Column: The Perils of Florida Lawmaking - A Tale of Two Adoption Bills

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When an organization or individual performs a function of the state, such as solemnizing a legal contract of marriage (not conferring the separate and distinct religious sacrament of holy matrimony) or the legal placement of orphaned children into homes, such actions must be done without discrimination and in as neutral of a manner as possible.

For matters of children’s social services, the interests of the children and their well-being are paramount. As a man of faith and a Juris Doctor, I fully understand the Constitutional right of religion to discriminate, but that right of religion has limits. Earlier this legislative session the Florida State Legislature passed a bill (HB7013) that cleans up our State statutes, removing language that the courts have already ruled on as unconstitutional.

This statutory language specifically targeted homosexuals as a group of people and until our courts intervened, permitted our State to specifically discriminate against gay and lesbian persons who were legally able to be foster parents, but barred from the ability to fully adopt children in need of loving parents and homes. The data on this is and has been clear - children do better in homes with parents who want them regardless of those parents’ sexual orientation.

I applauded the actions of our then Governor Charlie Crist who, by refusing to appeal the decision of the lower court, allowed for the ban on gay adoption to be removed from Florida’s law. The legislative measure this session was more housekeeping than a legal requirement, but it still had to overcome several major obstacles before its passage.

Now, we have begun to see a new tactic employed in the making of law – shrouding discrimination under the guise of religious liberty. As an elected official and a man of faith, I find this to be a very disturbing policy action. Religion, as I wrote earlier, has the right to discriminate, and your religion can even discriminate against people. Your faith can hate people because they are white or black, male or female, or even if they are gay. But that is your faith. Thank God it is not mine.

The business of government is not to afford legal avenues of traffic and flow for discrimination, bigotry, or hatred. Another bill in our State legislature, HB7111, would allow just this and permit private adoption agencies, even those which receive support from the State, the right to refuse placing a child with same-sex couples based on religious grounds. This is simply bad legislation and public policy and dangerously encroaches on already existing anti-discrimination law.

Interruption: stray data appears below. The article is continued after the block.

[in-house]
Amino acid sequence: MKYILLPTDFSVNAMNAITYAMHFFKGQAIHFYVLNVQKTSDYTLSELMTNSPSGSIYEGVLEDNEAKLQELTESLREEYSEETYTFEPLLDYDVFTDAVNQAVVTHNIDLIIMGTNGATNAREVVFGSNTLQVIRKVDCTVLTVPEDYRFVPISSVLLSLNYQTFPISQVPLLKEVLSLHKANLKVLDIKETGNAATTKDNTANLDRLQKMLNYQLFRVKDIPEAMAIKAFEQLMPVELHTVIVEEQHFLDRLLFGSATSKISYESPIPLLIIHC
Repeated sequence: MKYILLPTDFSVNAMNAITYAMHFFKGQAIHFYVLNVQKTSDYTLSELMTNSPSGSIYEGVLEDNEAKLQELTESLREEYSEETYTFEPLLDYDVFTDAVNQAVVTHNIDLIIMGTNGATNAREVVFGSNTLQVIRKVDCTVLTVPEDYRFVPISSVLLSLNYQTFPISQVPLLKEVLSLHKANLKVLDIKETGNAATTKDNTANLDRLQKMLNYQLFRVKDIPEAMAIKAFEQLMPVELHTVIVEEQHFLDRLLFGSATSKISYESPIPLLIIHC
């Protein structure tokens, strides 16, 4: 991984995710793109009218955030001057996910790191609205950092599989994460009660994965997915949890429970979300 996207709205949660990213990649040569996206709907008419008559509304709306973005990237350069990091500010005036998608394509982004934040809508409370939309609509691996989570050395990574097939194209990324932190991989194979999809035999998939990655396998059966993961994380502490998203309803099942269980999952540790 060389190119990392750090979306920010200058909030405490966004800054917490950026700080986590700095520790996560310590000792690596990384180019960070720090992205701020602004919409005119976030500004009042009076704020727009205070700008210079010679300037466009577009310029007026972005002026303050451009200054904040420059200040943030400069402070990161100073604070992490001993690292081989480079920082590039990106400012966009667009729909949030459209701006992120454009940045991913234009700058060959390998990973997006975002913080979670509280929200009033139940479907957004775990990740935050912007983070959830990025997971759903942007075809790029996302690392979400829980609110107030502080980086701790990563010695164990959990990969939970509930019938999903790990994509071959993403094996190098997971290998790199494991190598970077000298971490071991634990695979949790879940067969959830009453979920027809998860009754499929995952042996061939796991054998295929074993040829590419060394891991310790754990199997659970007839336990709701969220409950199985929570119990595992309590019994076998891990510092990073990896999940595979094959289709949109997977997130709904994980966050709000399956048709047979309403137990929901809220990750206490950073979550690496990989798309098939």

If your faith doesn’t believe in equality, you cannot argue that your religion gives you the legal right to refuse people of color a place at the lunch counter or that your religion allows you to establish separate drinking fountains for them.

Let us not forget that not too long ago in many houses of worship, particularly in the South, balconies were not used for better views of the pastor, but a means of racial discrimination and segregation. Your faith doesn’t allow your business to legally bar women from positions of management or leadership.

And your faith certainly doesn’t allow for legalizing homophobia.

If these are the deeply held tenets of your faith, so be it. But might I suggest another course of action? Change your faith - to one of love, acceptance, and understanding. I’d be happy to share with you or anyone the God I have come to know through my belief in Christ and my Jewish and Christian upbringing and the faith that rejects discrimination and works for social justice and equality.

But just as it is not appropriate to sermonize or proselytize from the dais in city hall, it is not appropriate to legalize discrimination based on a religious claim through the channels of government be it by ordinance by a city commission or a bill filed with the state legislature.

Opposition to HB7111 is reflective of the rights of the citizens I was elected to serve and consistent with the proper role of government to not engage in legislating discrimination against a group of people. I was pleased to see the resolution in opposition to this bill or similar legislation come before the Wilton Manors City Commission and was both duty-bound and voluntarily proud to support it.

At the writing of this, HB7111 has passed the Florida House of Representatives and is now being considered by the Florida Senate. While it is unclear whether the bill will be voted upon by the Senate this legislative session, I would nonetheless urge you to contact your State Senator, express your opposition to this bill, and respectfully request that she or he vote against it. And should the measure die this session, contact your State Representative and State Senator and stress your opposition to such a bill in any future legislative sessions.

Justin Flippen is presently a Wilton Manors City Commissioner and a project manager with the Greater Fort Lauderdale Convention & Visitors Bureau, working in the travel and business industry to promote tourism-based economic development and marketing.


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